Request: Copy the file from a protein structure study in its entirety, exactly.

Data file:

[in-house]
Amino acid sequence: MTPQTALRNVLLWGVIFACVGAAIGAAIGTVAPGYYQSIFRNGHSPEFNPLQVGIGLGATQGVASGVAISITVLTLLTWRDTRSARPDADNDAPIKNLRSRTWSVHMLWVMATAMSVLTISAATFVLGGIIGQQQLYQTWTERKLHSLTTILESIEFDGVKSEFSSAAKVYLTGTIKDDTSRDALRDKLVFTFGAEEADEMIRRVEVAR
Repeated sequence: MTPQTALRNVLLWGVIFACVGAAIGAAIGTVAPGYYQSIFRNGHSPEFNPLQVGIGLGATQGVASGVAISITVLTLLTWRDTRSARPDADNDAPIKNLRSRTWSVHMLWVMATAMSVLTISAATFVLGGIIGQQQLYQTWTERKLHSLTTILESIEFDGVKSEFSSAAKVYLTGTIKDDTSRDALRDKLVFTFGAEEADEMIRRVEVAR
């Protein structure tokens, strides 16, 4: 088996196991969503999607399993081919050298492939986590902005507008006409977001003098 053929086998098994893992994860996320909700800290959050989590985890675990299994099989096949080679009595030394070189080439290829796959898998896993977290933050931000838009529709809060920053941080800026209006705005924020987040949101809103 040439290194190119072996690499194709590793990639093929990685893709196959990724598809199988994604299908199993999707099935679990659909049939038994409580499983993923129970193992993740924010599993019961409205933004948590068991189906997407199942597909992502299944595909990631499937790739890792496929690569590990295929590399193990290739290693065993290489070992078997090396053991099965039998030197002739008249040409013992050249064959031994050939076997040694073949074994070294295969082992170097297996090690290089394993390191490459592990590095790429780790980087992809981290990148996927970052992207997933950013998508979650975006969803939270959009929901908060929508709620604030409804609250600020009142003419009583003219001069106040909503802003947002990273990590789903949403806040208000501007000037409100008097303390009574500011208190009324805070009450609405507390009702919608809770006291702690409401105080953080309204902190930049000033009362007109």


[in-house]
Amino acid sequence: MTPQTALRNVLLWGVIFACVGAAIGAAIGTVAPGYYQSIFRNGHSPEFNPLQVGIGLGATQGVASGVAISITVLTLLTWRDTRSARPDADNDAPIKNLRSRTWSVHMLWVMATAMSVLTISAATFVLGGIIGQQQLYQTWTERKLHSLTTILESIEFDGVKSEFSSAAKVYLTGTIKDDTSRDALRDKLVFTFGAEEADEMIRRVEVAR
Repeated sequence: MTPQTALRNVLLWGVIFACVGAAIGAAIGTVAPGYYQSIFRNGHSPEFNPLQVGIGLGATQGVASGVAISITVLTLLTWRDTRSARPDADNDAPIKNLRSRTWSVHMLWVMATAMSVLTISAATFVLGGIIGQQQLYQTWTERKLHSLTTILESIEFDGVKSEFSSAAKVYLTGTIKDDTSRDALRDKLVFTFGAEEADEMIRRVEVAR
């Protein structure tokens, strides 16, 4: 088996196991969503999607399993081919050298492939986590902005507008006409977001003098 053929086998098994893992994860996320909700800290959050989590985890675990299994099989096949080679009595030394070189080439290829796959898998896993977290933050931000838009529709809060920053941080800026209006705005924020987040949101809103 040439290194190119072996690499194709590793990639093929990685893709196959990724598809199988994604299908199993999707099935679990659909049939038994409580499983993923129970193992993740924010599993019961409205933004948590068991189906997407199942597909992502299944595909990631499937790739890792496929690569590990295929590399193990290739290693065993290489070992078997090396053991099965039998030197002739008249040409013992050249064959031994050939076997040694073949074994070294295969082992170097297996090690290089394993390191490459592990590095790429780790980087992809981290990148996927970052992207997933950013998508979650975006969803939270959009929901908060929508709620604030409804609250600020009142003419009583003219001069106040909503802003947002990273990590789903949403806040208000501007000037409100008097303390009574500011208190009324805070009450609405507390009702919608809770006291702690409401105080953080309204902190930049000033009362007109």